"However, the case which was made was that this organ was dedicated to all the men who died, it would be good for the church and be a benefit in the long run, and so it has been. The acoustics in the church are magnificent, which is why the Ulster Orchestra have decided to take over the place when I retire in September. What better people could we be leaving it do, we know the organ will be safe in their hands, and our church also has a special fund set up after the organ was installed which goes just towards the upkeep of the organ, so there’s no chance of it breaking down any time soon.”

HISTORIC: The historic organ was built to commemorate parishioners who lost their lives in the Great War

HISTORIC: The historic organ was built to commemorate parishioners who lost their lives in the Great War

The church’s other magnificent feature are the priceless stained-glass windows made by the renowned An Túr Gloine (The Glass Tower) artistic movement. Amongst them, a window by Wilhelmina Geddes, reflecting motifs of “faith, hope, and charity”.

Though dedicated to the memory of deceased church congregants, the three virtues represented in Geddes’ artwork are a brilliant metaphor for the cross-community cooperation that Townsend Street Presbyterian church has been renowned for. Even during the worst days of the Troubles, the church remained open.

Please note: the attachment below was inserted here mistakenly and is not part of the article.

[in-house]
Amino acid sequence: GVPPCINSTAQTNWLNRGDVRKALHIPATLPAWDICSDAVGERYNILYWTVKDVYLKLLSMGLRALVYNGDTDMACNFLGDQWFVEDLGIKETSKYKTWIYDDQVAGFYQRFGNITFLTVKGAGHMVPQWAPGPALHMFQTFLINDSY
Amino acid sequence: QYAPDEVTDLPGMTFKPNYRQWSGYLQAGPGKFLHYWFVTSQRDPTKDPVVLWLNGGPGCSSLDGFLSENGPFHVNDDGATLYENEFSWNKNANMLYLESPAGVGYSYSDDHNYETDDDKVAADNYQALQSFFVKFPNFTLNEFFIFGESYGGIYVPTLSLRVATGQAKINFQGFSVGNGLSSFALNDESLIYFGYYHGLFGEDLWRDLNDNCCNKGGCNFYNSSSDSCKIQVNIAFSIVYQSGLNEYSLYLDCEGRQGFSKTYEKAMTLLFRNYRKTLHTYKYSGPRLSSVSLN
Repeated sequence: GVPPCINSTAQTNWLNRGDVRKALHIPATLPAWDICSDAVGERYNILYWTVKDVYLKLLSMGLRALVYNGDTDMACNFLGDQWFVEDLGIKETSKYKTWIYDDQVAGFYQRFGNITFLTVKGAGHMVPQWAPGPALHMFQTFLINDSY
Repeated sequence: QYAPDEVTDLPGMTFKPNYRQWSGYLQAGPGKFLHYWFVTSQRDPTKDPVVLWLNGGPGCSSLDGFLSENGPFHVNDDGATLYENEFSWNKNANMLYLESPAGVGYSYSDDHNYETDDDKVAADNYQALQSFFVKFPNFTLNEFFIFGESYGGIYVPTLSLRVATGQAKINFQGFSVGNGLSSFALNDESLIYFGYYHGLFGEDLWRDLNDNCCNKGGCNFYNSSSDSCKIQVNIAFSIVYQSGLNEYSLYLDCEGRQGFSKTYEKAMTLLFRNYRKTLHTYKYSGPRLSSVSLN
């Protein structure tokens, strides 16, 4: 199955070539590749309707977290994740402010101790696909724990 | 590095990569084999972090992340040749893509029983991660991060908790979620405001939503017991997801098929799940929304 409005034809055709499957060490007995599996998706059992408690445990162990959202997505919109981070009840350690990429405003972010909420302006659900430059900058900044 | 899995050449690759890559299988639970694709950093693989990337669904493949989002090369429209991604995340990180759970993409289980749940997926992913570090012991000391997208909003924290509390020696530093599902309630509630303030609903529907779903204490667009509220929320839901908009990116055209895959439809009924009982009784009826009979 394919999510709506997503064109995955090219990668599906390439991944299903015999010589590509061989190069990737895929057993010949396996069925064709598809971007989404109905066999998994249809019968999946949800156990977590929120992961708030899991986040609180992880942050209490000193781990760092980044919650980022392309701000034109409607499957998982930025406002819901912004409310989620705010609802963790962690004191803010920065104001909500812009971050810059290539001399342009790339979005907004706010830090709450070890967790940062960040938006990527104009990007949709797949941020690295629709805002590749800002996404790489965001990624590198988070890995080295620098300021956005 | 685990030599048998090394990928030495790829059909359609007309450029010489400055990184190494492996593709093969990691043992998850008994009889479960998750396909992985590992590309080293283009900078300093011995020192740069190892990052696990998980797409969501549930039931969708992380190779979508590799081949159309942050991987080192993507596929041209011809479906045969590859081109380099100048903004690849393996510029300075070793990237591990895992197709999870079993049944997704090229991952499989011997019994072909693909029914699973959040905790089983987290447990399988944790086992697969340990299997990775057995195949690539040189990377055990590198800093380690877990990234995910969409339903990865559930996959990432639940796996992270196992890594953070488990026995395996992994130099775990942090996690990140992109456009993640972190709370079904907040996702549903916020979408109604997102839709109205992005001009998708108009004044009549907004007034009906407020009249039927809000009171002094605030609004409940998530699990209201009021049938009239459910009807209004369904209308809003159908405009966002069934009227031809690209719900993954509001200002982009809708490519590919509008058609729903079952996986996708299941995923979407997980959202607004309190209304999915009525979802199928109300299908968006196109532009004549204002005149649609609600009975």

Rev Lamb commented on this, saying: “The great joy about being on Townsend Street is that at the height of the Troubles a group of people from St Peter’s Cathedral and a group of people from Townsend Presbyterian got together to see if they could do something positive. Thirty-three or so years ago a business park was started and it’s always had a cross-community volunteer board of directors.”

In more recent years as well the church has been at the forefront of cross-community relations and Reverend Lamb has helped to foster a brilliant relationship with Raidió Fáilte across the road.

More recently the church has also taken part in the raising of £1.1million for the people of Ukraine.

With the last sermon due to take place on 11 September, Townsend Presbyterian Church is inviting all those who wish to attend to come along for their final service. Anyone who has been with the church in the past, or had family members who went to the church are also cordially invited, before the building is formally handed over to the Ulster Orchestra who plan on using the facilities for practice, and hopefully for concerts in the future.

GOOD HANDS: Reverend Jack Lamb said the church would be in good hands, as the Ulster Orchestra prepares to move in

GOOD HANDS: Reverend Jack Lamb said the church would be in good hands, as the Ulster Orchestra prepares to move in

Rev Jack Lamb said he is certain the Ulster Orchestra will take good care of the building, and the organ is already taken care off.

“I am looking forward to my retirement and I’ve had a brilliant 27 years at Townsend Street Church, I would love to try and work on a project getting tours going of Belfast’s amazing churches and playing their organs. We held an Organ Extravaganza last year and it was a phenomenal success, so I would like to see that set up again, and get those organs booming!”